After ascending the Great Hill and zooming down the other side, you'll wind gradually south, passing over three less difficult hills, with summits at about 97th St., 91st St., and 85th St. (The third of these marks the highest point in the park.)
Be cautious after the third hill, because it's easy to pick up a lot of speed as you begin the descent at 82nd St. and pass by the Delacorte Theater. This is prime pedestrian territory due to the park paths connecting the Metropolitan Museum of Art to the American Museum of Natural History. At times in the past, the park police were known to place a French barricade or two in the road to slow skaters and bikers down. After the Delacorte is the flats alongside the Lake, and after going by Strawberry Fields, you'll arrive at the western intersection with Olmsted Way and the lower loop.
The big loop is a good workout which takes even professional speedskaters around 20 minutes to complete. If you can skate it in under 30 minutes, you're probably in pretty good shape; if under 25 minutes, you should consider going into training for racing.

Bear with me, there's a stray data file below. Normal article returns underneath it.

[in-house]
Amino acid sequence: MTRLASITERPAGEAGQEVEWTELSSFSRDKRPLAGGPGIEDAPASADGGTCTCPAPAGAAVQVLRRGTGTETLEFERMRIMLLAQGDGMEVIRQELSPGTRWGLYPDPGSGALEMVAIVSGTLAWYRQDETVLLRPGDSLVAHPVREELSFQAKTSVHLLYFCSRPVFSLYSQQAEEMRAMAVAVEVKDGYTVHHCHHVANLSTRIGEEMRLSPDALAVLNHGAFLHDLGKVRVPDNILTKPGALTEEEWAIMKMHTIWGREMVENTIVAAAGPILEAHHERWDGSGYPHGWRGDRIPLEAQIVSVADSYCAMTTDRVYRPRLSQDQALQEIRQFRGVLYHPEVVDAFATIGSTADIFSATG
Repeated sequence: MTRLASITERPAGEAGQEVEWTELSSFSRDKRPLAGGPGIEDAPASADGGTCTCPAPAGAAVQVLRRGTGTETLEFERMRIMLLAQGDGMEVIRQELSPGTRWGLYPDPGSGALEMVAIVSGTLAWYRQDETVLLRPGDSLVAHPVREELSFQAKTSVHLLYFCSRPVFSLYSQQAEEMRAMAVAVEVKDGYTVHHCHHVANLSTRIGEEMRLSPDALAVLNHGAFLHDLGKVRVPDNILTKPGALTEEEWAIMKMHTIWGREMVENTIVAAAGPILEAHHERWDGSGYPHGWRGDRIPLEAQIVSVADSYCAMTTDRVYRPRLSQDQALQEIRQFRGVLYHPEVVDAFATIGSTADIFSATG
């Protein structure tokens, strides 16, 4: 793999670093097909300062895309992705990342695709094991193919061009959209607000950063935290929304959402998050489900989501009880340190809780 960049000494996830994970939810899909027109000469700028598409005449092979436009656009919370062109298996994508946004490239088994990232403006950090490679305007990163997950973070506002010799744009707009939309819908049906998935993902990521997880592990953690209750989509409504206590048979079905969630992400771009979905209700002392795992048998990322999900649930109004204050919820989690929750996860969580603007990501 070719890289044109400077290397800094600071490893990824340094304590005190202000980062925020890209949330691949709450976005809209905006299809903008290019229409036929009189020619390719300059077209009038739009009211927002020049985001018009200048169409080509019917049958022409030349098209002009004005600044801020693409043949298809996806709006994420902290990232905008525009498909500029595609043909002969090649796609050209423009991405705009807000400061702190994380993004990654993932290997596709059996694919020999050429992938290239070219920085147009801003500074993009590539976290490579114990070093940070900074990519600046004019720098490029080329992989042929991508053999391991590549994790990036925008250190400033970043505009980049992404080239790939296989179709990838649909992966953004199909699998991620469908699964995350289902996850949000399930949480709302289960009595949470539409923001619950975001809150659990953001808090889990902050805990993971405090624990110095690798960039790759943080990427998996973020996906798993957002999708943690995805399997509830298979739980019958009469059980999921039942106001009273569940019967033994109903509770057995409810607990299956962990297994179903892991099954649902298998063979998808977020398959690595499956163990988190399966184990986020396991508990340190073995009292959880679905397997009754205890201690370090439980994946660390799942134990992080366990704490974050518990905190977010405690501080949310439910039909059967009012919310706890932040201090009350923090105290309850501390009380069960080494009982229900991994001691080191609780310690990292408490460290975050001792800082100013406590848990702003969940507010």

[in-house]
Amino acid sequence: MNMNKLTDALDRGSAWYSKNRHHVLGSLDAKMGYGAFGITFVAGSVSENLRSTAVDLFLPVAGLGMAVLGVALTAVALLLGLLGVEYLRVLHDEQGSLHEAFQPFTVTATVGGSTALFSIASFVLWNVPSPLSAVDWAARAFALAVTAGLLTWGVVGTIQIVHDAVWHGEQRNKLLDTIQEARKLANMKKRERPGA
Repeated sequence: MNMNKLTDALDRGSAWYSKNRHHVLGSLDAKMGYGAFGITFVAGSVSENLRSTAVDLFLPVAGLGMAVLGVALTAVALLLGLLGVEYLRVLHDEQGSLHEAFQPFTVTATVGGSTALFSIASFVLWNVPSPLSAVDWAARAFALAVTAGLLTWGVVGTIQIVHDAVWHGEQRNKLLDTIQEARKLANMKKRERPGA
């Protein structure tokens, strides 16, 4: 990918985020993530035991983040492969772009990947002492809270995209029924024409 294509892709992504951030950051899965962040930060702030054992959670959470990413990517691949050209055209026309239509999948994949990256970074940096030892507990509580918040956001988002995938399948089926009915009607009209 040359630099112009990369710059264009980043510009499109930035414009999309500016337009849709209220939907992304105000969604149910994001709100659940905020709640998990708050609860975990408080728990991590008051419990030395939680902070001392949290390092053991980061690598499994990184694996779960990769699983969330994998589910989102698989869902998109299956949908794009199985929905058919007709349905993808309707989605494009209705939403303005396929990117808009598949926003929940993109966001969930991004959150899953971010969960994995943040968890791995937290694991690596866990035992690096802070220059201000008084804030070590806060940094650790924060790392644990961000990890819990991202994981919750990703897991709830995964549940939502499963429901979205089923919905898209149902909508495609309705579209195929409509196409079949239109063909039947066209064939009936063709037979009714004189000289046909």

Service Road Cutoff
An alternative, medium-distance route is the "cutoff loop", which is much the same as the big loop except that you skip Lasker Hill and the Great Hill by taking the service road that lies between the North Meadow and the North Woods. Sometimes called the 102nd St. crossing or transverse, this road leads from 104th St. on the east side of the loop to 102nd St. on the west side.
If you're skating the loop after dark, you may want to consider of this cutoff instead of going down Lasker Hill and over the Great Hill. The area north of 102nd St. is pretty secluded, and although Central Park is safer than it was in the 1970s and 1980s, incidents still happen, including the attempted rape of a woman near Lasker Rink in October 2016 as well as a couple robberies in the same month. On the other hand, the service road itself can seem quiet and secluded. There is often, but not always, a police vehicle parked at one end or the other of the service road.
Finally, serious speedskaters doing their hill training will skate circuits of the "upper loop". Basically, this means that they do the Lasker downslope, climb the Great Hill and zoom down, and then take the cutoff back to the east side and do it all again.